In some areas, the power of online finance has been most visible and more progress has been made, for example, in the equity market. Discount stockbroking now accounts for a remarkable 30% of market turnover in South Korea, where retail investors dominate and the technological infrastructure is strong. In the major equity markets, including the United States, Germany and the United Kingdom, online stock trading has risen to a market share of between 10 and 20%.
Online brokerage has also been growing at a rapid pace in Japan where several thousand Internet brokerage accounts are being opened each day. This is also changing the fabric of society as women seem to be one of the fastest growing users of these services in Japan.
Jupiter Communications, an IT consultancy, estimates that by 2003 online brokerages will be managing assets worth USD3 trillion, roughly equivalent to what the top three investment banks held in 1998. Forrester, another IT consultancy, predicts that the number of households with online accounts will more than quadruple over the next three years from five million in 1999.
Technology and Fixed Income
Let me now turn to the topic of technology in fixed income markets. In the fixed income area, progress to embrace the Internet has been slower than in equities.
There are a number of new electronic trading systems that already cover a wide spectrum of market needs, as well as different types of securities – including government bonds, corporate and high-yield bonds, municipal bonds, commercial paper and Eurobonds. We hear about new systems such as the Bond Book every week that goes by. The various systems out there include:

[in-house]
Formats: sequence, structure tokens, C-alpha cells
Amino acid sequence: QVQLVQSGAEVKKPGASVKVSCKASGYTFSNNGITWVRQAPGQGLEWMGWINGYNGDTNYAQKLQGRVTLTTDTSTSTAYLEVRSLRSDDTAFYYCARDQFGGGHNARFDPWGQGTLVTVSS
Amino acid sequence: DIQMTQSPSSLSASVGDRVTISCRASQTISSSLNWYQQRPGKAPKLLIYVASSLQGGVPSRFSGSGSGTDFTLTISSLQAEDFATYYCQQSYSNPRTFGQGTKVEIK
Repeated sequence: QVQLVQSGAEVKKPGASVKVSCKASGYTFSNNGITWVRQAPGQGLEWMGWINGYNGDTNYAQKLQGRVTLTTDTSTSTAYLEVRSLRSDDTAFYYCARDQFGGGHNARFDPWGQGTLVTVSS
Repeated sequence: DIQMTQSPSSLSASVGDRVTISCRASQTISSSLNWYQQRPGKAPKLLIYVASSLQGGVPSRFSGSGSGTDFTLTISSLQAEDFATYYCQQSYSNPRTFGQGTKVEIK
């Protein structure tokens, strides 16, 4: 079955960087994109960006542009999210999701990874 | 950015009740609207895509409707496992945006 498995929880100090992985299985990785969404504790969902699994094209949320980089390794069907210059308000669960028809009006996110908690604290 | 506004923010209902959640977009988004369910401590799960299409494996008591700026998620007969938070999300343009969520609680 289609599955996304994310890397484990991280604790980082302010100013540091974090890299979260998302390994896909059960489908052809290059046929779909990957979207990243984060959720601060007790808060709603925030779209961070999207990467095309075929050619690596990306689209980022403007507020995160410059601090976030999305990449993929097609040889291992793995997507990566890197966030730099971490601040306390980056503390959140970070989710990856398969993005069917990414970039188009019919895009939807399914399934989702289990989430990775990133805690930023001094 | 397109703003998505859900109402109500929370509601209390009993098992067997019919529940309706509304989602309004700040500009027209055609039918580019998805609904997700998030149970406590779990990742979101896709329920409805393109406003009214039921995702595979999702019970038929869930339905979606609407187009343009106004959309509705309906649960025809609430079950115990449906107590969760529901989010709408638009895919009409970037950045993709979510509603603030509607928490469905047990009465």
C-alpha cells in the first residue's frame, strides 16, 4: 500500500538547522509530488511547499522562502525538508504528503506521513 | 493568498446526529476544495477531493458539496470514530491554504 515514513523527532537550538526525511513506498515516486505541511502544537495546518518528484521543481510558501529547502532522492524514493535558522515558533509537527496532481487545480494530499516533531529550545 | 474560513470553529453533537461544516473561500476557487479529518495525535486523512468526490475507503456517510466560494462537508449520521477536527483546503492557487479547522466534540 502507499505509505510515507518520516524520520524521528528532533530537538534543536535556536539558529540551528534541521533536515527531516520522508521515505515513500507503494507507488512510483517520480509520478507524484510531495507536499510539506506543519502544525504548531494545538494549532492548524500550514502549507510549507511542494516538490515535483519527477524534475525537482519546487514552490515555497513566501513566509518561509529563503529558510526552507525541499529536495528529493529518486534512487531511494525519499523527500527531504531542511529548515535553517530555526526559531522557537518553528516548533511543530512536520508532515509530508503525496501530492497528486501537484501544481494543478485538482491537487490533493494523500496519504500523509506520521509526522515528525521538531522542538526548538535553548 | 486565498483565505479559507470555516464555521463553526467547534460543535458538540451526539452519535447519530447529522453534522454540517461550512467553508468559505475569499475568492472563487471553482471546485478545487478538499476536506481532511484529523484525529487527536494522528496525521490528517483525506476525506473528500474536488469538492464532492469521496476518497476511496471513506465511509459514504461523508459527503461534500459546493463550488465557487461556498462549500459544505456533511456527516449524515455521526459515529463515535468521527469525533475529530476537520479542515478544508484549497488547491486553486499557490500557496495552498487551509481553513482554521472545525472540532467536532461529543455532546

- Action/bidding systems where dealers and investors bid directly on new issues (such as Bloomberg Municipal, Intervest, MuniAuction, etc.);
- Multi-dealer systems where institutional investors trade with dealers but not with each other (such as TradeWeb, Bloomberg BondTrader, QV Trading Systems, Bond Book etc.);
- Cross-matching systems where buyers and sellers trade or periodically match orders anonymously (such as BondConnect, Bondlink, BondNet, etc.);
- Interdealer brokers – for dealers to trade anonymously with one another – Brokertec Global, Cantor E-Speed, Instinet and Libertydirect come to mind. In Europe, there is Euro-MTS, Euro-CP Trade and SWX – to name a few.